noun, often attributive
whis·​tle | \ ˈ(h)wi-səl How to pronounce whistle (audio) \

Definition of whistle

 (Entry 1 of 2)

1a : a small wind instrument in which sound is produced by the forcible passage of breath through a slit in a short tube a police whistle
b : a device through which air or steam is forced into a cavity or against a thin edge to produce a loud sound a factory whistle
2a : a shrill clear sound produced by forcing breath out or air in through the puckered lips
b : the sound produced by a whistle
c : a signal given by or as if by whistling
3 : a sound that resembles a whistle especially : a shrill clear note of or as if of a bird


whistled; whistling\ ˈ(h)wi-​s(ə-​)liŋ How to pronounce whistling (audio) \

Definition of whistle (Entry 2 of 2)

intransitive verb

1a : to utter a shrill clear sound by blowing or drawing air through the puckered lips
b : to utter a shrill note or call resembling a whistle
c : to make a shrill clear sound especially by rapid movement the wind whistled
d : to blow or sound a whistle
2a : to give a signal or issue an order or summons by or as if by whistling
b : to make a demand without result he did a sloppy job, so he can whistle for his money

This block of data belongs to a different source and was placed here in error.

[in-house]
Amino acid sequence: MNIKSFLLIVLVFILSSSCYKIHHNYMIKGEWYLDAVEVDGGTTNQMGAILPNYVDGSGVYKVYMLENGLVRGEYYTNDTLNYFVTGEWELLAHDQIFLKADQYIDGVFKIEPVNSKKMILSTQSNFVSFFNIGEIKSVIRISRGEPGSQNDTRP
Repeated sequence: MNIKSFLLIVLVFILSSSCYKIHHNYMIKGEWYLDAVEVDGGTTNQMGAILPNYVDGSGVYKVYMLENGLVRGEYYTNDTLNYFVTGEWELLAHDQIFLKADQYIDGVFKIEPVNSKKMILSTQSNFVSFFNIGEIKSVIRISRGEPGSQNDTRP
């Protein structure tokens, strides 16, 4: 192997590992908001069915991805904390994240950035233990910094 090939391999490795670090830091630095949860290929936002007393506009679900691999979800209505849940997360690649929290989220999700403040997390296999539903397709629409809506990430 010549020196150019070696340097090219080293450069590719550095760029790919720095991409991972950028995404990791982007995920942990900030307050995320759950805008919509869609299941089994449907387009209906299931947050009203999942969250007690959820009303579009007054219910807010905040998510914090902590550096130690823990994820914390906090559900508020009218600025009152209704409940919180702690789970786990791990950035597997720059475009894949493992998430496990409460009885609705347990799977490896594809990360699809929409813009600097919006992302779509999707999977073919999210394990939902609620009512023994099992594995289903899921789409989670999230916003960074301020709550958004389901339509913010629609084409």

transitive verb

1a : to send, bring, signal, or call by or as if by whistling
b : to charge (someone, such as a basketball or hockey player) with an infraction
2 : to produce, utter, or express by whistling whistle a tune
whistle in the dark
: to keep up one's courage by or as if by whistling

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Other Words from whistle


whistleable \ ˈ(h)wi-​sə-​lə-​bəl How to pronounce whistleable (audio) \ adjective

Examples of whistle in a Sentence

Noun The policeman blew his whistle. We could hear the train's whistle. We could hear the low whistle of the wind through the trees. the whistle of the tea kettle Verb He was whistling as he walked down the street. He whistled for a cab. He whistled a happy tune. The teakettle started to whistle. A bullet whistled past him.